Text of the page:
By Andrew Flamang, DFER New England Director
A few weeks ago the Pioneer Institute and the Charles Hamilton Houston Institute at Harvard Law released a study on the METCO program, Massachusetts’ fifty-year-old school choice mechanism, and the study – like the program itself – didn’t receive the attention it deserves.
To be fair, the Boston Globe picked up the report but it merits a little more exposure.
METCO is one of only eight voluntary school desegregation programs in the country. Every day, 3,300 students from Boston and Springfield board early morning buses to attend district schools in the suburbs. Their home districts are more than 75% black and Latino, with even higher percentages of low-income students. Their suburban host districts are all majority white; 13 of the 37 districts remain more than 90% white, even when factoring in METCO.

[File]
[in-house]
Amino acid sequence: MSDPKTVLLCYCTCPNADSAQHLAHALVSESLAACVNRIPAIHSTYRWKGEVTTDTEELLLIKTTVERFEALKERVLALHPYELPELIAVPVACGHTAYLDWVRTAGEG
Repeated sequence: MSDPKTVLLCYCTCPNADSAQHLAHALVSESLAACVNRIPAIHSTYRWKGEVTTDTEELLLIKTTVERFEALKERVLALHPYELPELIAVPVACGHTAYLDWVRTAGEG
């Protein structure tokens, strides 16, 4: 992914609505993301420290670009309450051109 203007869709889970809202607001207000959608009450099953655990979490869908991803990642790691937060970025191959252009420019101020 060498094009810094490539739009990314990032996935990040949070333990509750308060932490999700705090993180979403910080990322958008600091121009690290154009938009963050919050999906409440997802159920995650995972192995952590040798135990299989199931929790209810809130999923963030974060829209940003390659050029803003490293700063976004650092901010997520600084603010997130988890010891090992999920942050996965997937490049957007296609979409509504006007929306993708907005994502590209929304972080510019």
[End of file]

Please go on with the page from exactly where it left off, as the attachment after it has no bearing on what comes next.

Statewide, METCO is widely acknowledged to be valuable. The program is popular among urban parents, running a substantial waiting list. And, because METCO adds some valuable diversity to majority-white districts, many suburban legislators love it too.